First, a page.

Experts on U.S.-German Law & Anglo-German Law

CrossChannelLawyers.co.uk and its German language counterpart Cross-Channel-Lawyers.de are law blogs (blawgs) dealing with Anglo-German legal issues. A network of international lawyers who are experienced in cross border legal problems and who give practical and reliable advice. The law blogs are run by the lawyers of Graf & Partners, a firm of English solicitors and German Rechtsanwälte with many years of professional experience in cross border legal proceedings, who provide legal advice in a comprehensive, understandable and user-oriented manner. Our litigation department provides forensic services all across Germany and runs the expert law blog German Civil Procedure. Graf & Partners, with its international expertise, is well equipped to advise and represent clients from the USA, the United Kingdom and other English speaking countries.

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Business in GermanyGerman LawLitigation in Germany

British Solicitors: better brace for a cliff-edge Brexit

“Brexit not the end of the world” Theresa May recently statedthat a no-deal Brexit ‘wouldn’t be the end of the world’. How reassuring! If you are an English or Scottish solicitor who specialises in international law, such a rock hard Brexit may, however, well be the end of your career as an internation lawyer. Because in case of an ever more likely no-deal scenario, English solicitors will no longer be able to provide legal services…
Bernhard Schmeilzl
August 30, 2018
German ProbateGerman Succession & Inheritance LawInternational Probate

How to Limit the Personal Liability of Executors and Beneficiaries in German Probate Cases

Using "Public Creditor Notification" (Aufgebotsverfahren) to restrict liability to the funds available in the German estate Under German succession laws, a beneficiary (Erbe) is personally liable for the debts of the decedent, i.e. if the debts of the deceased exceed the value of the estate then the beneficiaries must pay the remaining debts out of their own pockets. More here.   Obviously, no beneficiary in his or her right mind wants that result (except for…
Bernhard Schmeilzl
August 9, 2018
Austrian ProbateGerman LawGerman ProbateGerman Succession & Inheritance LawInternational ProbateWills and Succession Planning

German Probate: What to do if a beneficiary (co-heir) cannot be found?

Does anyone know where Great-Granduncle Fritz lives? In some probate cases (Nachlassverfahren), especially if a decedent had no children, no surviving spouse and no surviving siblings, the next of kin cannot be located, either because the relevant persons have died so long ago that the closest living relatives of the testator can’t be identified (e.g. died in the war) or because they have moved to another country and nobody knows their whereabouts. Even if only…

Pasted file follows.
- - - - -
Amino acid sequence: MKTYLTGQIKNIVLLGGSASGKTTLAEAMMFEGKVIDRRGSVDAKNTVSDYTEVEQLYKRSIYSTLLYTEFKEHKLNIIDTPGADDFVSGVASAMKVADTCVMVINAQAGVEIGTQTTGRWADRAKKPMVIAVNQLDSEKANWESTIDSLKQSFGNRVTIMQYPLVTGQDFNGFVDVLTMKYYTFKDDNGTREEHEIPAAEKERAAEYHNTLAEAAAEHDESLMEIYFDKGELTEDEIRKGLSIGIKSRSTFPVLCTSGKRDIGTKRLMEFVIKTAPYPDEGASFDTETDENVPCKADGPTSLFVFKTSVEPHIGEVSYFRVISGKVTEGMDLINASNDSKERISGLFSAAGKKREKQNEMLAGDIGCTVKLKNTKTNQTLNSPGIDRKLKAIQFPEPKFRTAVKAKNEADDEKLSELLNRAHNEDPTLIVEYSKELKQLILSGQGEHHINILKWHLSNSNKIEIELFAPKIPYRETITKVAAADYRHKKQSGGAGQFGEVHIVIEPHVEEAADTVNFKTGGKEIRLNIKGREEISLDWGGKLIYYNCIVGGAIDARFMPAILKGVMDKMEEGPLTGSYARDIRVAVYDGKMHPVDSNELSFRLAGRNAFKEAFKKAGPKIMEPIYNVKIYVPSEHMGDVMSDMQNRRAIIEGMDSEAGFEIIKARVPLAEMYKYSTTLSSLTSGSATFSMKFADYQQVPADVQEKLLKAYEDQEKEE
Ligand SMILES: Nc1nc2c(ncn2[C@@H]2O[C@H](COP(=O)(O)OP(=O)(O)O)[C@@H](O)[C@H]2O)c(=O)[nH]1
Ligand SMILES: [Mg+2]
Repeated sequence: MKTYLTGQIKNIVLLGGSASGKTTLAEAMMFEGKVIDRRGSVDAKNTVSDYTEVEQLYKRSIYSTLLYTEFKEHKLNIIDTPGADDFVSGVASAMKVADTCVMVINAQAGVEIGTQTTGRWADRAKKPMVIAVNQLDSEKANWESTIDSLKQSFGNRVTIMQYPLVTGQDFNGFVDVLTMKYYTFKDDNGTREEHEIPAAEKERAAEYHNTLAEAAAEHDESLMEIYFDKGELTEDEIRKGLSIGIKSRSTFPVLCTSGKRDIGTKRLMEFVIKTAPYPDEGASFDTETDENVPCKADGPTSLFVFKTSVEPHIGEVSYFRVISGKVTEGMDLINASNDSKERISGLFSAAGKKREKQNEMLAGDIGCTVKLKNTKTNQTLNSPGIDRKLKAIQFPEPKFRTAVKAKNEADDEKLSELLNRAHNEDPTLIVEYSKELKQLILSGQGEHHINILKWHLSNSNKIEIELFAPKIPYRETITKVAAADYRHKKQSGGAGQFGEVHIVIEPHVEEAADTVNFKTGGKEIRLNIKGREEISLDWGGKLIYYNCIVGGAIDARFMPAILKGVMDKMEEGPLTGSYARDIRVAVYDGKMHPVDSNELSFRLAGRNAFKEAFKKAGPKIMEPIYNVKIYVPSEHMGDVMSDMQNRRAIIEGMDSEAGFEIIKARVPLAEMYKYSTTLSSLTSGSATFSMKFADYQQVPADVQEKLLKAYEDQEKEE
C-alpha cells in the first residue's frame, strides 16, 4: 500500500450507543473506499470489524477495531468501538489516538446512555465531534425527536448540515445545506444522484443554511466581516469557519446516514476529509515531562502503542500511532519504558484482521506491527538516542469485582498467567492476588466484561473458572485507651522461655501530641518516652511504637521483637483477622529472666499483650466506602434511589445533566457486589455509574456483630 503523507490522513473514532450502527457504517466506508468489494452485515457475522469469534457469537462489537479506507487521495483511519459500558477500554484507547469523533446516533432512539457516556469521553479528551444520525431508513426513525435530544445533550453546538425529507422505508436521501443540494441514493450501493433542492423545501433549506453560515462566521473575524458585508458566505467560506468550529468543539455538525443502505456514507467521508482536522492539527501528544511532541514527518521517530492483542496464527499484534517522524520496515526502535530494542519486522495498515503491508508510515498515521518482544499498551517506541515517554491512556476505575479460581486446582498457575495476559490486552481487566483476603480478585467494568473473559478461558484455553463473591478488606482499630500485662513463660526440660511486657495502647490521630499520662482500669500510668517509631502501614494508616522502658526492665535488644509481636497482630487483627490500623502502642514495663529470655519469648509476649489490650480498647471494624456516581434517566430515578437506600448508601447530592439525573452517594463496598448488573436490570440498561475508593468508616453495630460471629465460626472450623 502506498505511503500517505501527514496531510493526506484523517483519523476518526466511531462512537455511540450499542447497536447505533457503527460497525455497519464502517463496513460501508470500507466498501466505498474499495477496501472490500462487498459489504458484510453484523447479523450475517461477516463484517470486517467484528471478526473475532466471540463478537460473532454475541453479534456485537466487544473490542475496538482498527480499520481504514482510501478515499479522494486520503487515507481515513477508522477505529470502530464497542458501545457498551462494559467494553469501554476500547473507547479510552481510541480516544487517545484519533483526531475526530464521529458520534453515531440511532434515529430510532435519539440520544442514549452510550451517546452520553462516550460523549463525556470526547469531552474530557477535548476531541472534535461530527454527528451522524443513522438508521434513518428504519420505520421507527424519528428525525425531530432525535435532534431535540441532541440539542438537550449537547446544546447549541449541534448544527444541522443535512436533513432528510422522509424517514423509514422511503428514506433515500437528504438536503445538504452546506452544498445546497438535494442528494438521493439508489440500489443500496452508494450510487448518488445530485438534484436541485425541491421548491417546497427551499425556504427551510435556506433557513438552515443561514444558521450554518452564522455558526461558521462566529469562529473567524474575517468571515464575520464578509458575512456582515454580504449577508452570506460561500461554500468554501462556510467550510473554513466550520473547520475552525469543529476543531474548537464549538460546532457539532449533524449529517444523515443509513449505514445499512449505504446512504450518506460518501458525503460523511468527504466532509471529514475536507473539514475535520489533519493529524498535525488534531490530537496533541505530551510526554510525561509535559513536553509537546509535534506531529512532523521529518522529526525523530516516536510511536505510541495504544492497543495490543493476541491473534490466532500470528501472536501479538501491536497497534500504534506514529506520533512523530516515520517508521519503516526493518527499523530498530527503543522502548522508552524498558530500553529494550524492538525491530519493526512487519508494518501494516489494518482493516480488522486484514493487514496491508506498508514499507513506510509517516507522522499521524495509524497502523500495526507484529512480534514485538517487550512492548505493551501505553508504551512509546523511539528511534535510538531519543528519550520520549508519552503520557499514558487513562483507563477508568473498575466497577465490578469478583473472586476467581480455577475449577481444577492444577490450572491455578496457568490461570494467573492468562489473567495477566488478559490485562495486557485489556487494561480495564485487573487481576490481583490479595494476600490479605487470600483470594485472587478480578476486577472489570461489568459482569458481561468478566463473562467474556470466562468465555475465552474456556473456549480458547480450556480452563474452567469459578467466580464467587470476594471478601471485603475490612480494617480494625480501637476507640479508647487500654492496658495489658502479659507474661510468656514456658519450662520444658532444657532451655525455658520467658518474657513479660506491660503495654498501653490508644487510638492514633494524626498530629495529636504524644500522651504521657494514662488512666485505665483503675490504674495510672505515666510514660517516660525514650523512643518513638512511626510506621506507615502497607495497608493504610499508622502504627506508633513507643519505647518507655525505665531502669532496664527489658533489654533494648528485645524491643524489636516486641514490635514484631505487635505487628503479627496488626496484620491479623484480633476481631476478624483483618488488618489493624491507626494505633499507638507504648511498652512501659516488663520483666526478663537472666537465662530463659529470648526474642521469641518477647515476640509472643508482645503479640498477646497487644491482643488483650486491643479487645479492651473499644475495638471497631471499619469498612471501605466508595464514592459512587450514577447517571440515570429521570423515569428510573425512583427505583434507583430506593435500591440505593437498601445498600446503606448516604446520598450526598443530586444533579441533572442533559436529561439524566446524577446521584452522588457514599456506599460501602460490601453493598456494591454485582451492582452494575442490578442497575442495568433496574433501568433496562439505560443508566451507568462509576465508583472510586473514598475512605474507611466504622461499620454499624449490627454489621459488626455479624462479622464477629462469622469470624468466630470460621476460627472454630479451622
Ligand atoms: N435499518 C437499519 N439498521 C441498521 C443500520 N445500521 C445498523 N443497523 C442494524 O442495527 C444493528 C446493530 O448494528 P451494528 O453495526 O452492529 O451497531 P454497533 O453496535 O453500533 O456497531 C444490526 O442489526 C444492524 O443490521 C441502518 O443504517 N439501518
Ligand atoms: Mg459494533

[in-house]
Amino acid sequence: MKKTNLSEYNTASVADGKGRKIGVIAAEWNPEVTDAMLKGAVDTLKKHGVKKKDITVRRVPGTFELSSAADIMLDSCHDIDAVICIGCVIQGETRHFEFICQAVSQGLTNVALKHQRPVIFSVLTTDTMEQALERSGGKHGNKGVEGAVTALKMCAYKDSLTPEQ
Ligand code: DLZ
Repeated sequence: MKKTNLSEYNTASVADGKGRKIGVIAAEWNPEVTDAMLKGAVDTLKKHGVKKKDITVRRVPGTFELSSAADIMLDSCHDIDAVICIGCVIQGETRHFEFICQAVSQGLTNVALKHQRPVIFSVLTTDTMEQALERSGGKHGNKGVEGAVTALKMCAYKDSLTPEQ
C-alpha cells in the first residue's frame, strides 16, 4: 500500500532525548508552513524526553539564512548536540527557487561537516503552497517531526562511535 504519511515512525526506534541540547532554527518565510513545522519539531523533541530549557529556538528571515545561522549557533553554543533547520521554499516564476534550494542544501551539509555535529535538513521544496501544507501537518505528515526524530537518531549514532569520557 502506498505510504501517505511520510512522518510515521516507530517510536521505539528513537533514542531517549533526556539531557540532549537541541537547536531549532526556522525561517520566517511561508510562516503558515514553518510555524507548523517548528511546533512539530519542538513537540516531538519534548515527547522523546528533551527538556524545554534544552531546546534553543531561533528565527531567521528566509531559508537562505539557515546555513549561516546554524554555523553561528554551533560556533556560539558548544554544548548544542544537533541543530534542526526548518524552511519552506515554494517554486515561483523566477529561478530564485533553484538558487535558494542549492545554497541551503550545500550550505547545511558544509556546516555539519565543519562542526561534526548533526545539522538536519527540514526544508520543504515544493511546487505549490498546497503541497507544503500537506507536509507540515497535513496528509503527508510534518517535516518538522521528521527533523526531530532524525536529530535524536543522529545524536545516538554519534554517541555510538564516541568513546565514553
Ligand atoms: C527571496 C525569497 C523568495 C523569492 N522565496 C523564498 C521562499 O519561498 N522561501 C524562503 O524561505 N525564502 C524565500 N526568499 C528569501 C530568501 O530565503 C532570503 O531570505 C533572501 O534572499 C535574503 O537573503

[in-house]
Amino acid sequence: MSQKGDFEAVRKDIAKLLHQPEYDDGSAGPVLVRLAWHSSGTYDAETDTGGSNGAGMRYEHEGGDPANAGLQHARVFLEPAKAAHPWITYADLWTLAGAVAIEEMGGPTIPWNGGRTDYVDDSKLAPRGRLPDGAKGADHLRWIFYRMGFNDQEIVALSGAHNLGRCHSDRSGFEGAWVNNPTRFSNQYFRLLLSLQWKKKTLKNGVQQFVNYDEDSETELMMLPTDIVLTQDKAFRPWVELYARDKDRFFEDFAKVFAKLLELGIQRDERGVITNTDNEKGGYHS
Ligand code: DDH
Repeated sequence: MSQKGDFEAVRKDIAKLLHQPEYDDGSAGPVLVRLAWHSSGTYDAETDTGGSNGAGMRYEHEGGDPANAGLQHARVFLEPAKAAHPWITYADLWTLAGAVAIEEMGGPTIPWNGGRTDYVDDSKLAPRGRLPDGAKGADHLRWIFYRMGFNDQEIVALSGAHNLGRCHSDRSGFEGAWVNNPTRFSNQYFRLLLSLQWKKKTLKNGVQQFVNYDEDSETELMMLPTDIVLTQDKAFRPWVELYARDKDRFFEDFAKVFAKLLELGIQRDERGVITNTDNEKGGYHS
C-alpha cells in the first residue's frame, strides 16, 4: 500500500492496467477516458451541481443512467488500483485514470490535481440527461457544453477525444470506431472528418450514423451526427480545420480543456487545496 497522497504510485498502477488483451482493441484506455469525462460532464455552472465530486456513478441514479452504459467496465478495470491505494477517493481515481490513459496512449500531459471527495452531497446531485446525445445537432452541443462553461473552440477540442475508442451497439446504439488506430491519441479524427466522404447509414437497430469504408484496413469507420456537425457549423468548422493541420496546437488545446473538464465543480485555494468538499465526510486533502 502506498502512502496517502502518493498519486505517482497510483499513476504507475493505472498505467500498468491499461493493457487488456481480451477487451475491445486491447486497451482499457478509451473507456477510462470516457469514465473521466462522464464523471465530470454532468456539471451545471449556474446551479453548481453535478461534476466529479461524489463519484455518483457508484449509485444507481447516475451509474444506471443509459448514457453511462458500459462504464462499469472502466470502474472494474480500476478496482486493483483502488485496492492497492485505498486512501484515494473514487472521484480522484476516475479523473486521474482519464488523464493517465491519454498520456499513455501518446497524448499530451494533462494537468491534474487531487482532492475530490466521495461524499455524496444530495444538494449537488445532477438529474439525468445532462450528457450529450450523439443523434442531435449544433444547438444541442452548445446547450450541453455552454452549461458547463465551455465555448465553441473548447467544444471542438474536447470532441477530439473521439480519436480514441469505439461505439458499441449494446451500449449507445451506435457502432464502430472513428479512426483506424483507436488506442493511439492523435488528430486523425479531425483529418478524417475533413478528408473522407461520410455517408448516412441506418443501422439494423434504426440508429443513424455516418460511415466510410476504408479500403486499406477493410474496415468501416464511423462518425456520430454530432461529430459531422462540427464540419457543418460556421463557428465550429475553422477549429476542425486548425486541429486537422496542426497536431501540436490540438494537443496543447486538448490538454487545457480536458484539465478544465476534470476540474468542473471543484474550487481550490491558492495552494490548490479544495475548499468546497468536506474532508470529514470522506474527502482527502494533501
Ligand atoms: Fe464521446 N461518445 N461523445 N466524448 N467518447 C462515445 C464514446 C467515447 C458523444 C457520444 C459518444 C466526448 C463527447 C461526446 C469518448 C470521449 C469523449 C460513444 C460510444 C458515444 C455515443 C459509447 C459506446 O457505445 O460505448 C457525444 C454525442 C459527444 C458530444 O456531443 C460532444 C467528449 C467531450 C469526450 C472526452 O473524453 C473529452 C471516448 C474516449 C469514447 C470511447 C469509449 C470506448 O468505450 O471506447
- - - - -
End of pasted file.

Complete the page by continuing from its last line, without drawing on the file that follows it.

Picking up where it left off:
Bernhard Schmeilzl
August 7, 2018
German LawGerman ProbateGerman Succession & Inheritance LawInternational Probate

Entangled in German Probate Proceedings?

Renounce Inheritance against Compensation Payment In this post, we reveal a simple trick how to be released from the duties and obligations of being a German co-heir while still obtaining a portion of the German estate. The buzzwords are "Verpflichtung zur Ausschlagung gegen Abfindung", i.e. contract to renounce a German inheritance against compensatory payment (make-up pay). Background: The Basics of German Probate and Estate Administration In previous posts, we have explained German succession rules, the…
Bernhard Schmeilzl
August 7, 2018
German LawGerman ProbateInternational ProbateWills and Succession Planning

Does anyone know about Great-Granduncle Fritz?

What to do in Germany when an Heir (Beneficiary) cannot be found In Germany, due to the principle of universal succession (which is governed by  §§ 1922, 1937 BGB of the German Civil Code), it is the heir´s duty to look after the estate. Under German inheritance law, there is no personal representative to take possession of the estate. The German Probate Court (“Nachlassgericht”) will also not interfere with the administration of the estate. The…
Bernhard Schmeilzl
July 23, 2018
German ProbateGerman Succession & Inheritance LawInternational Probate

Indebted Estate: How to avoid inheriting your German Relatives’ Debts

Make sure to renounce (disclaim) an Inheritance from Germany if you fear that the Decedent had severe Debts For English lawyers it is a rather shocking concept: The relatives of a deceased person or the beneficiaries mentioned in a Will can be fully personally liable for the debts of the deceased. Without any limitation.For details see here. Hard to understand from the perspective of Common Law jurisdictions, but this is exactly what the German legal…
Bernhard Schmeilzl
July 3, 2018
Austrian Inheritance LawAustrian ProbateGerman ProbateInternational Probate

Austrian Probate: How to Access Assets in Austria?

British Testator owned a Bank Account in Austria: Will an English Grant be accepted in Austria? No, unfortunately, it will not. If a British person who owns assets in Austria dies, the personal representative needs to obtain a separate Austrian grant of probate. The English grant is rather worthless in Austria, just as an Austrian (or German or French etc) grant of probate is not being accepted within the United Kingdom, because the UK has…
Bernhard Schmeilzl
July 2, 2018
Business in GermanyCivil actionGerman Corporate LawGerman Tort LawStarting BusinessStarting or Expanding Business

Director’s Duties and Liabilities under German Law

What are the Duties of Directors of German Companies (GmbH) and Corporations (Aktiengesellschaft)? Obviously, pretty much all over the world, company directors and CEO’s have a general duty to be loyal, diligent and conscientious in managing the affairs of their company. This is also the case under German law. Directors and CEOs have to bear in mind what is best for the business and act accordingly. In this regard, German courts do apply an objective…
Bernhard Schmeilzl
June 22, 2018
Criminal Law

Prosecuted in Germany?

German defense lawyer Alexander Greithaner specialises in international criminal cases and represents foreign clients in all areas of criminal law. Due to his international family background he is fluent in English, Spanish and, of course, German. First things first: If accused of a crime or misdemeanor in Germany, never make any kind of statement to the German police, German customs (Zoll) or any other German prosecution authority. This piece of advice sounds commonplace but many…
Bernhard Schmeilzl
June 11, 2018
Austrian Inheritance LawAustrian Probate

How to deal with Estates in Austria